Another threat to living godly as a believing teen is ungodly music, and the influence of television and videos. In these media horrible sins are portrayed without any expression of God’s righteous judgment. Take only the one example of the taking of God’s name in vain. How frequent is not the name of the holy God misused or damned?! Then consider how the Spirit directed the Reformed fathers when they said that there “is no sin greater or more provoking to God,” (Heidelberg Catechism, q. 100). Our silence “makes us partakers of these horrible sins in others” (q. 99). Also we must be aware of the fact that Walt Disney has deliberately shifted away from “family values” toward acceptance and approval of homosexuality and of New Age values. Ungodly music, television, and videos are also serious threats to godliness in young people. Believing parents must ever be on guard against the devil’s use of these instruments to cause the less mature to fall into sin.

Parents must be alert to another instrument the devil is using to attack godliness in young people, namely, the evil uses of Internet. It is not uncommon that young people and also children know their way around computers and the Internet more than their parents. There are three particular uses of the Internet which I will mention here as threats to godliness. First, pornography and nudity are readily available. Also, the cults make use of web sites, in which they present themselves in the best light and where they recruit members. Finally, on the Internet are chat lines, where one can easily connect with others who can assert an ungodly influence. Parents must be aware of these evil uses of the Internet and must monitor their children’s use of the Internet.

Another threat to godliness is an excessive attention to sports, whether by participation or by spectating. It would seem that sports is an innocent alternative to all the other threats. That it is, when, like most other things, it is used in moderation. All things without moderation are sins, and it takes spiritual maturity to exercise moderation. Already as believing teens we must be aware that “bodily exercise profiteth little: but godliness is profitable unto all things,” both for this life and for the life to come (I Tim. 4:8).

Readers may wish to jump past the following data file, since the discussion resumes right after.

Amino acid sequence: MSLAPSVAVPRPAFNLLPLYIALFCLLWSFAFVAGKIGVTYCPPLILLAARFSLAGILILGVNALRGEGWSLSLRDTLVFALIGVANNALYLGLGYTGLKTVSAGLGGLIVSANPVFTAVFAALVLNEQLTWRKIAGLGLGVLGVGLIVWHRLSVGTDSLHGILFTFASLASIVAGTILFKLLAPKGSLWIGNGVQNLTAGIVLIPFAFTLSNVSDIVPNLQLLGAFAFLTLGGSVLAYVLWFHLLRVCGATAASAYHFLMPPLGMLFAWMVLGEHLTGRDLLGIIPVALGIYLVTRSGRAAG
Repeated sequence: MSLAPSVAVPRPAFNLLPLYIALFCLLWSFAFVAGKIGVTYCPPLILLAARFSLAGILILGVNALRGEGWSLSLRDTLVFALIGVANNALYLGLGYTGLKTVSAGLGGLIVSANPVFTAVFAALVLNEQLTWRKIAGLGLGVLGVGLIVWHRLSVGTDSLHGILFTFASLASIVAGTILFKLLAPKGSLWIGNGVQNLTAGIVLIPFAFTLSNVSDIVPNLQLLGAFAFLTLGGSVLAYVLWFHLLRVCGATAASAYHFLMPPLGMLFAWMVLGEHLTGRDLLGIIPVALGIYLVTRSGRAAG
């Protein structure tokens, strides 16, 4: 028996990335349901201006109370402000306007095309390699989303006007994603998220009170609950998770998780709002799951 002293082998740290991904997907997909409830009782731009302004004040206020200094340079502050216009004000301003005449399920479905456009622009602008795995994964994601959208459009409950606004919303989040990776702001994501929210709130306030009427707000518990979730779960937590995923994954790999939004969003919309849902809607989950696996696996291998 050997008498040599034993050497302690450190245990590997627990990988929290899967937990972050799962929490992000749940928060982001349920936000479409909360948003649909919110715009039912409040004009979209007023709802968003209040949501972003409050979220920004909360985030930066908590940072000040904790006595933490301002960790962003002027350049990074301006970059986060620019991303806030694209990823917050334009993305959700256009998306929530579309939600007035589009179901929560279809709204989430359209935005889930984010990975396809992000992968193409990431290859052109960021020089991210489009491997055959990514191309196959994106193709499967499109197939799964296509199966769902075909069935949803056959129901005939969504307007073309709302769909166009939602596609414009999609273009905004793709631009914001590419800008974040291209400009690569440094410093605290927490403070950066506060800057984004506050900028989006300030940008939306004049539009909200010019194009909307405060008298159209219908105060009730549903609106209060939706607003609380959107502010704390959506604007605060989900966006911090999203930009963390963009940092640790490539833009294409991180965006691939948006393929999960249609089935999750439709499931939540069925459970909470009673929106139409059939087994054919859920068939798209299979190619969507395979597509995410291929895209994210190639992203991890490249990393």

The last threat I would mention in this article is that of an increasing disrespect for those whom God has placed in authority over us. Teachers report that, while there has always been the sin of disrespect, today the disrespect seems to be more blatant than in previous generations. I wonder if this is not in part because school-aged children no longer fear that they will “get it worse” from their parents than from teachers. (The world seems to be influencing the church concerning the use — rather, lack of use — of the rod.) Also, in the world about us there is an increasing disrespect for those in authority, for example, for the President of the United States. It is believed that disagreement with the President’s policies and politics gives license to disrespect. The Scriptures demand otherwise. And the Heidelberg Catechism is again a wise guide in teaching that I must “show all honor, love and fidelity … to all in authority over me, and submit myself to their good instruction and correction, with due obedience; and also patiently bear with their weaknesses and infirmities, since it pleases God to govern us by their hand” (q. 104). Our Reformed fathers were well aware of the human tendency to be disrespectful to those in authority when we see their weaknesses and sins. As parents we must ever be mindful of the necessity and importance of our showing only respect for all in authority over us, so that we might be good examples. Also, we must not weary to place before our children and teenagers the demand of their heavenly Father’s law that they honor those He has placed over them. And this demand must be enforced.